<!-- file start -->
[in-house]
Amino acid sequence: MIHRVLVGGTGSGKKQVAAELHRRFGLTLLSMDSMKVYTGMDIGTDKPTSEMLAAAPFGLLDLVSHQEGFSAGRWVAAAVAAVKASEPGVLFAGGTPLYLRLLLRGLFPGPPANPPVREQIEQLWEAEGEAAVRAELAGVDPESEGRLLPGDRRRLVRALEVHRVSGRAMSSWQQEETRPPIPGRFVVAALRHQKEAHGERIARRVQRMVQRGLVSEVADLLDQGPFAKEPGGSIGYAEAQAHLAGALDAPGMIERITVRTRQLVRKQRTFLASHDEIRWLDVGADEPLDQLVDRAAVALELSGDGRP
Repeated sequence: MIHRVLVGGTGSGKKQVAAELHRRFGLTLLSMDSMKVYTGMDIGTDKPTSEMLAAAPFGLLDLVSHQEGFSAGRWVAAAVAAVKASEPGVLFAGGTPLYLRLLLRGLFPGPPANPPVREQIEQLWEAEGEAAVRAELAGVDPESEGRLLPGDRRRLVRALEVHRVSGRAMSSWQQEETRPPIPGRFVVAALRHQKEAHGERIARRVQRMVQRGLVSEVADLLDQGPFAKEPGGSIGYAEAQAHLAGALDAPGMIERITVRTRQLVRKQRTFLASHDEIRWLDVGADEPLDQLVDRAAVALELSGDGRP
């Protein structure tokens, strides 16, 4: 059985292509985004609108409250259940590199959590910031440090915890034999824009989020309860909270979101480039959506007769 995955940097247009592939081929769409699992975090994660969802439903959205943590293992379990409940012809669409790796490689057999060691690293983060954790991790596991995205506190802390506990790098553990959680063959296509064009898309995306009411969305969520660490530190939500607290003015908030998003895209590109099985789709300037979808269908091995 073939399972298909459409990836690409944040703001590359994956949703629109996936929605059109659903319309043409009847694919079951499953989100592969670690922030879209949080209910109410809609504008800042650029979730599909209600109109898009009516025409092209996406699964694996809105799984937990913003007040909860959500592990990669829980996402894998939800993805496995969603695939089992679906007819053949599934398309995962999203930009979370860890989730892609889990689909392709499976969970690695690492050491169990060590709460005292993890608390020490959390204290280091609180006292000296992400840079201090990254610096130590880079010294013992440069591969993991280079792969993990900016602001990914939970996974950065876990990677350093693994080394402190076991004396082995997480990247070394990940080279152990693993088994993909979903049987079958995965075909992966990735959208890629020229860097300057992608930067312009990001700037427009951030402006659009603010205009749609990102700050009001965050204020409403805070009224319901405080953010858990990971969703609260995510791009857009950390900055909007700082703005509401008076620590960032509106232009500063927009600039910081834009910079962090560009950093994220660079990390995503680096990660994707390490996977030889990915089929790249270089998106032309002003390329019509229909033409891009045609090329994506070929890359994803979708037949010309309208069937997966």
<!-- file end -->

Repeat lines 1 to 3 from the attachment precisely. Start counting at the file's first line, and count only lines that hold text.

[in-house]
Amino acid sequence: MIHRVLVGGTGSGKKQVAAELHRRFGLTLLSMDSMKVYTGMDIGTDKPTSEMLAAAPFGLLDLVSHQEGFSAGRWVAAAVAAVKASEPGVLFAGGTPLYLRLLLRGLFPGPPANPPVREQIEQLWEAEGEAAVRAELAGVDPESEGRLLPGDRRRLVRALEVHRVSGRAMSSWQQEETRPPIPGRFVVAALRHQKEAHGERIARRVQRMVQRGLVSEVADLLDQGPFAKEPGGSIGYAEAQAHLAGALDAPGMIERITVRTRQLVRKQRTFLASHDEIRWLDVGADEPLDQLVDRAAVALELSGDGRP
Repeated sequence: MIHRVLVGGTGSGKKQVAAELHRRFGLTLLSMDSMKVYTGMDIGTDKPTSEMLAAAPFGLLDLVSHQEGFSAGRWVAAAVAAVKASEPGVLFAGGTPLYLRLLLRGLFPGPPANPPVREQIEQLWEAEGEAAVRAELAGVDPESEGRLLPGDRRRLVRALEVHRVSGRAMSSWQQEETRPPIPGRFVVAALRHQKEAHGERIARRVQRMVQRGLVSEVADLLDQGPFAKEPGGSIGYAEAQAHLAGALDAPGMIERITVRTRQLVRKQRTFLASHDEIRWLDVGADEPLDQLVDRAAVALELSGDGRP